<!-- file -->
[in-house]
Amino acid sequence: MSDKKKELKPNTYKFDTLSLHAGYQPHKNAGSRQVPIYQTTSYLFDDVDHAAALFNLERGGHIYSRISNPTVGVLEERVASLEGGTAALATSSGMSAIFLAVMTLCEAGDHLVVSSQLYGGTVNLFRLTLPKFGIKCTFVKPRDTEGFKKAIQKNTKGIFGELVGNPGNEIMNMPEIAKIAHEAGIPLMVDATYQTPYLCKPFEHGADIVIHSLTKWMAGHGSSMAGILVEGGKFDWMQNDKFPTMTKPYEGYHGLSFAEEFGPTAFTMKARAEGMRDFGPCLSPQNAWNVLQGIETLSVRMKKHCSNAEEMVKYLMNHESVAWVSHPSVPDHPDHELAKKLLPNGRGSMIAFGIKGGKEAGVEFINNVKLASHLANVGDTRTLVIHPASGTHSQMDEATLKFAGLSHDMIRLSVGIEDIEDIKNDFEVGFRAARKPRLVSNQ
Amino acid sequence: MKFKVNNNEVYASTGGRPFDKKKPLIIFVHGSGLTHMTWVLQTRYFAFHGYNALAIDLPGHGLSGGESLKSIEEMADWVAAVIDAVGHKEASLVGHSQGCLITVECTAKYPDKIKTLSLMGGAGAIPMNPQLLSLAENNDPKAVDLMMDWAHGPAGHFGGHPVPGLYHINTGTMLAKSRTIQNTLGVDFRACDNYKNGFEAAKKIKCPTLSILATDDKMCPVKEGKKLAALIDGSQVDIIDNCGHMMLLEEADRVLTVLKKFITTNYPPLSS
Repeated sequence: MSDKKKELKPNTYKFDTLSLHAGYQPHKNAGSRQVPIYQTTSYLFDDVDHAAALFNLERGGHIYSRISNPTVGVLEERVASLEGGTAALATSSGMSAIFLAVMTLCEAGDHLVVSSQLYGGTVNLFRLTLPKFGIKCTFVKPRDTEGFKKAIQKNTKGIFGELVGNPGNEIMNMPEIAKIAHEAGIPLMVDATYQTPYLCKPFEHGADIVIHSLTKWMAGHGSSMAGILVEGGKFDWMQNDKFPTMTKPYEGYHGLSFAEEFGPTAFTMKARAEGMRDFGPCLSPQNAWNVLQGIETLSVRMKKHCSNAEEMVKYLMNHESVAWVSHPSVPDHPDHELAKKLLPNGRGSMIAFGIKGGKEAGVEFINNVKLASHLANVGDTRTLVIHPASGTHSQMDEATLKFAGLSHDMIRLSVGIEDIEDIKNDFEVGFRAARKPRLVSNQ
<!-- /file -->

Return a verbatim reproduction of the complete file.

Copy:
[in-house]
Amino acid sequence: MSDKKKELKPNTYKFDTLSLHAGYQPHKNAGSRQVPIYQTTSYLFDDVDHAAALFNLERGGHIYSRISNPTVGVLEERVASLEGGTAALATSSGMSAIFLAVMTLCEAGDHLVVSSQLYGGTVNLFRLTLPKFGIKCTFVKPRDTEGFKKAIQKNTKGIFGELVGNPGNEIMNMPEIAKIAHEAGIPLMVDATYQTPYLCKPFEHGADIVIHSLTKWMAGHGSSMAGILVEGGKFDWMQNDKFPTMTKPYEGYHGLSFAEEFGPTAFTMKARAEGMRDFGPCLSPQNAWNVLQGIETLSVRMKKHCSNAEEMVKYLMNHESVAWVSHPSVPDHPDHELAKKLLPNGRGSMIAFGIKGGKEAGVEFINNVKLASHLANVGDTRTLVIHPASGTHSQMDEATLKFAGLSHDMIRLSVGIEDIEDIKNDFEVGFRAARKPRLVSNQ
Amino acid sequence: MKFKVNNNEVYASTGGRPFDKKKPLIIFVHGSGLTHMTWVLQTRYFAFHGYNALAIDLPGHGLSGGESLKSIEEMADWVAAVIDAVGHKEASLVGHSQGCLITVECTAKYPDKIKTLSLMGGAGAIPMNPQLLSLAENNDPKAVDLMMDWAHGPAGHFGGHPVPGLYHINTGTMLAKSRTIQNTLGVDFRACDNYKNGFEAAKKIKCPTLSILATDDKMCPVKEGKKLAALIDGSQVDIIDNCGHMMLLEEADRVLTVLKKFITTNYPPLSS
Repeated sequence: MSDKKKELKPNTYKFDTLSLHAGYQPHKNAGSRQVPIYQTTSYLFDDVDHAAALFNLERGGHIYSRISNPTVGVLEERVASLEGGTAALATSSGMSAIFLAVMTLCEAGDHLVVSSQLYGGTVNLFRLTLPKFGIKCTFVKPRDTEGFKKAIQKNTKGIFGELVGNPGNEIMNMPEIAKIAHEAGIPLMVDATYQTPYLCKPFEHGADIVIHSLTKWMAGHGSSMAGILVEGGKFDWMQNDKFPTMTKPYEGYHGLSFAEEFGPTAFTMKARAEGMRDFGPCLSPQNAWNVLQGIETLSVRMKKHCSNAEEMVKYLMNHESVAWVSHPSVPDHPDHELAKKLLPNGRGSMIAFGIKGGKEAGVEFINNVKLASHLANVGDTRTLVIHPASGTHSQMDEATLKFAGLSHDMIRLSVGIEDIEDIKNDFEVGFRAARKPRLVSNQ